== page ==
1 August 2014
In this recent Supreme Court case, Justice P McMurdo considered the principles behind the valid execution of a search warrant, and in particular, the distinction between documents seized versus documents copied. This case arose out of the execution of two search warrants under the Environmental Protection Act 1994 (the “EPA”) on the applicant’s premises, pursuant to which the respondents both seized files and copied and removed electronic material from the applicant’s Chinchilla and Brisbane offices. These warrants were issued on the basis that there were reasonable grounds for suspecting that there was or might be “a particular thing . . . that may provide evidence of the commission of an offence,” namely the wilful causing of serious and/or material environmental harm at the applicant’s Chinchilla site. –. In executing these warrants a “vast amount of material, a great deal of which was outside the scope of the warrant” was either seized or copied onto the respondent’s “storage media” and removed. . Following this the applicant sought a declaration that the seizure and retention of the electronic backup tapes and the storage media was unlawful. –.
Pursuant to s 460(1)(e) of the EPA an authorised person, with a warrant, may “take extracts from, or make copies of, any documents”. This is to be contrasted with s 461 of the EPA which allows an authorised person, with a warrant, to “seize the evidence for which the warrant was issued”. The Chapter then goes on to describe additional requirements for the retention and return of items the subject of a seizure – the statutory language making it apparent that “the subject matter of a seizure under a warrant is something which is located at and physically taken from the relevant place,” , clearly distinct from a document that has been copied. , see discussion –.
Seizure vs Copying
The initial issue before the Court was the significance, if any, of the difference in the means by which documents had been removed from the applicant’s premises. More specifically, whether the distinction between documents physically removed, pursuant to s 461 of the EPA and those copied onto the respondent’s “storage media” and removed, pursuant to s 460, was legally significant. The applicant posited that “those devices onto which electronic material had been copied during . . . the execution of the warrants were themselves items which could be and were seized” ; a position with which the respondent was willing to acquiesce for the purposes of this application. . The Court, however, did not accept the applicant’s submission, contrary as it was to the “ordinary meaning of seizure in this context”. , and, citing the general principle that the Court cannot resolve hypothetical disputes, see , refused to adopt the proposed submission for the purposes of this application. Consequently, the application was confined to those items actually seized, namely the backup tapes. .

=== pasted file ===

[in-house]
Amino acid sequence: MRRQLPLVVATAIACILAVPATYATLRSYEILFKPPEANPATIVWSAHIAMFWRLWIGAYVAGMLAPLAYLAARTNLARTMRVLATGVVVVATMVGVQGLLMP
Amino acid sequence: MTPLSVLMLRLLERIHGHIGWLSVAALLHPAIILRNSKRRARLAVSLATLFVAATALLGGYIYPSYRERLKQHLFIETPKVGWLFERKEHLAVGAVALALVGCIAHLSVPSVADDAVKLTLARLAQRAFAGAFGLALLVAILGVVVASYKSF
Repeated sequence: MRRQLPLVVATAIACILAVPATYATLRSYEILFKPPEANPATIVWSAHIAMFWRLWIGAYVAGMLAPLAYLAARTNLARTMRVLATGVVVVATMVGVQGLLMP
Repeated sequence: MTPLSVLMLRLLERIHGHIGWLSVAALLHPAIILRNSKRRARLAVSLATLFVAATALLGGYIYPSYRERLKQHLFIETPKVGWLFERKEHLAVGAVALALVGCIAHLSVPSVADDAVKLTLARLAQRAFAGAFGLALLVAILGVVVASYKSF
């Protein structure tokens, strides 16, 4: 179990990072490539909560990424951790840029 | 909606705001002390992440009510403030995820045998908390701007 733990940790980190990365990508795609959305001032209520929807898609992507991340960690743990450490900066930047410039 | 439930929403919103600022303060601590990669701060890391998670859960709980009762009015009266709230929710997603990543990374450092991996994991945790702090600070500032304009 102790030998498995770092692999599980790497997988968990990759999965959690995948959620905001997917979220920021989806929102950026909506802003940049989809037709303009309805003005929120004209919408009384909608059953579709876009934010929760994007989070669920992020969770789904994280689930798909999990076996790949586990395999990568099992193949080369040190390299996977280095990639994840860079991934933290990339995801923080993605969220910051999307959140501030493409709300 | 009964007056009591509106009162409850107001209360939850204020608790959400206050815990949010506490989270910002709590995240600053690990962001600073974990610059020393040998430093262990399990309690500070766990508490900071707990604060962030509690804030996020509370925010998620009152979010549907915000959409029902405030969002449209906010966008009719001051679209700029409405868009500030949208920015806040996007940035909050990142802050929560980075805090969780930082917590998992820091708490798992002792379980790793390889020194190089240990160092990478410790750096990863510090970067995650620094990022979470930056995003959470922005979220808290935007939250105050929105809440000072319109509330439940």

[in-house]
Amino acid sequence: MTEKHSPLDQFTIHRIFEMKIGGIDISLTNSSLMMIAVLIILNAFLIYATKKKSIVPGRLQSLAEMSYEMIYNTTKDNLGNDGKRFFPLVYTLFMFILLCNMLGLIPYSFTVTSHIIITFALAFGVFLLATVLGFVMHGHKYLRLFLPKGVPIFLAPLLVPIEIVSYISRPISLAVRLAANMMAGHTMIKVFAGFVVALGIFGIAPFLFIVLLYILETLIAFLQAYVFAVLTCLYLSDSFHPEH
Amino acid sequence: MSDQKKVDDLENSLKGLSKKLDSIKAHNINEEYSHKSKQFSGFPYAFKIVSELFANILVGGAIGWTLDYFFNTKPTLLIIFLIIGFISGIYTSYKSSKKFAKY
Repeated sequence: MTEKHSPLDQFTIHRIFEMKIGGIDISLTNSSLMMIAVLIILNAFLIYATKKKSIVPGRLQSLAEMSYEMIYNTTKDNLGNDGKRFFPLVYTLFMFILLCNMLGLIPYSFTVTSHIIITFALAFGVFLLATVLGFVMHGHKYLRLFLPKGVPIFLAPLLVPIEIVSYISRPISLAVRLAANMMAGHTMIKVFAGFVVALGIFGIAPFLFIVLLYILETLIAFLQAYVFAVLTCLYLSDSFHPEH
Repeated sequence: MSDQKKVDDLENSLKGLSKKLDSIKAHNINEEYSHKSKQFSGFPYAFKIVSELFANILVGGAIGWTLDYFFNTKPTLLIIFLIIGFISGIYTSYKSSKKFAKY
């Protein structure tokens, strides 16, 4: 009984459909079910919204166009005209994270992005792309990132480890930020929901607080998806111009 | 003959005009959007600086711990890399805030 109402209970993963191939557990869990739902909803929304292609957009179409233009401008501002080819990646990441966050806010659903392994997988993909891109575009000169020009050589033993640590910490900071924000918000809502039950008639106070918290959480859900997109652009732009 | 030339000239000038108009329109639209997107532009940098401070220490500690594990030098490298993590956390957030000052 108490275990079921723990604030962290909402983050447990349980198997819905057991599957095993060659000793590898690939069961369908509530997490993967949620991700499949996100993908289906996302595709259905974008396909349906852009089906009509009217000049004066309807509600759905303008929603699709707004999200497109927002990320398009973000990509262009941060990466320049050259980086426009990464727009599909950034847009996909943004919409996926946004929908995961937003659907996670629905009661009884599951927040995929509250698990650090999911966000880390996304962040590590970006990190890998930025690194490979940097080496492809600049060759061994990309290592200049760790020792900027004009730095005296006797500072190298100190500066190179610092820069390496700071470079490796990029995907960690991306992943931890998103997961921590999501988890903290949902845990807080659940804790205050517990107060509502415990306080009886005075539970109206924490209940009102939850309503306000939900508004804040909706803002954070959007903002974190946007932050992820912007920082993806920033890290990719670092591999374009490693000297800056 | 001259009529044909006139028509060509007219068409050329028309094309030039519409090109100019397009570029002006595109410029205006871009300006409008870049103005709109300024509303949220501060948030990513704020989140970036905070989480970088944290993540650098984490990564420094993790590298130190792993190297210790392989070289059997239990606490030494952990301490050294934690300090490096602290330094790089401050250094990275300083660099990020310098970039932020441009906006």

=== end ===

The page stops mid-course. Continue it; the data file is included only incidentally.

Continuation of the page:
Validity of Seizure
The Court then turned to the substantive issue, namely whether the backup tapes had been lawfully seized. In determining the validity of the seizures undertaken the Court first considered the authorising legislation which provides that the “power of seizure [is] limited to something which constitute[s] evidence”. . Thus, prima facie, the lawfulness or otherwise of the respondent’s seizure was dependent upon whether “the item in question was something which might provide evidence of the commission of a relevant offence”. . However, after reviewing the relevant authorities, the Court was not satisfied of the sufficiency of this and instead considered that those executing the warrant must have considered and were reasonably satisfied that the material seized was evidence. –. Applying this to the circumstances of the case the Court concluded that the necessary consideration of the connection “between [the] document and facts or circumstances which might be relevant to [the] prosecution” had not been undertaken and accordingly, the Court held the seizures unlawful. –.